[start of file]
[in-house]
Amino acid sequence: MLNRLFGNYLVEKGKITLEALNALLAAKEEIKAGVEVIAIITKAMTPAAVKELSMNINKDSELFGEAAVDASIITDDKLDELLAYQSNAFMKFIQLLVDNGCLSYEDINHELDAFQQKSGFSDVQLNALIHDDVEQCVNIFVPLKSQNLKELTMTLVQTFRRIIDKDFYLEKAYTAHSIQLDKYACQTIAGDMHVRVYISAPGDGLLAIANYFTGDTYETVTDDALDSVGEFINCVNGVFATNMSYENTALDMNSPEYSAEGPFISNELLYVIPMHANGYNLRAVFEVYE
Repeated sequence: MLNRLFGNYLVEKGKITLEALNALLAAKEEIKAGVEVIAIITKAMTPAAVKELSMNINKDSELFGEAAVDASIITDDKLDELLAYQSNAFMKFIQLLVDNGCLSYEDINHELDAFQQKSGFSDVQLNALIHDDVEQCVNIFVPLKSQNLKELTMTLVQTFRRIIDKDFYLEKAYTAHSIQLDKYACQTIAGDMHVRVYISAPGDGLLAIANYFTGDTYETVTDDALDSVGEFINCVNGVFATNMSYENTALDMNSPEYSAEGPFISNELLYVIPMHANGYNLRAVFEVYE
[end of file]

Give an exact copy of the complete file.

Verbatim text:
[in-house]
Amino acid sequence: MLNRLFGNYLVEKGKITLEALNALLAAKEEIKAGVEVIAIITKAMTPAAVKELSMNINKDSELFGEAAVDASIITDDKLDELLAYQSNAFMKFIQLLVDNGCLSYEDINHELDAFQQKSGFSDVQLNALIHDDVEQCVNIFVPLKSQNLKELTMTLVQTFRRIIDKDFYLEKAYTAHSIQLDKYACQTIAGDMHVRVYISAPGDGLLAIANYFTGDTYETVTDDALDSVGEFINCVNGVFATNMSYENTALDMNSPEYSAEGPFISNELLYVIPMHANGYNLRAVFEVYE
Repeated sequence: MLNRLFGNYLVEKGKITLEALNALLAAKEEIKAGVEVIAIITKAMTPAAVKELSMNINKDSELFGEAAVDASIITDDKLDELLAYQSNAFMKFIQLLVDNGCLSYEDINHELDAFQQKSGFSDVQLNALIHDDVEQCVNIFVPLKSQNLKELTMTLVQTFRRIIDKDFYLEKAYTAHSIQLDKYACQTIAGDMHVRVYISAPGDGLLAIANYFTGDTYETVTDDALDSVGEFINCVNGVFATNMSYENTALDMNSPEYSAEGPFISNELLYVIPMHANGYNLRAVFEVYE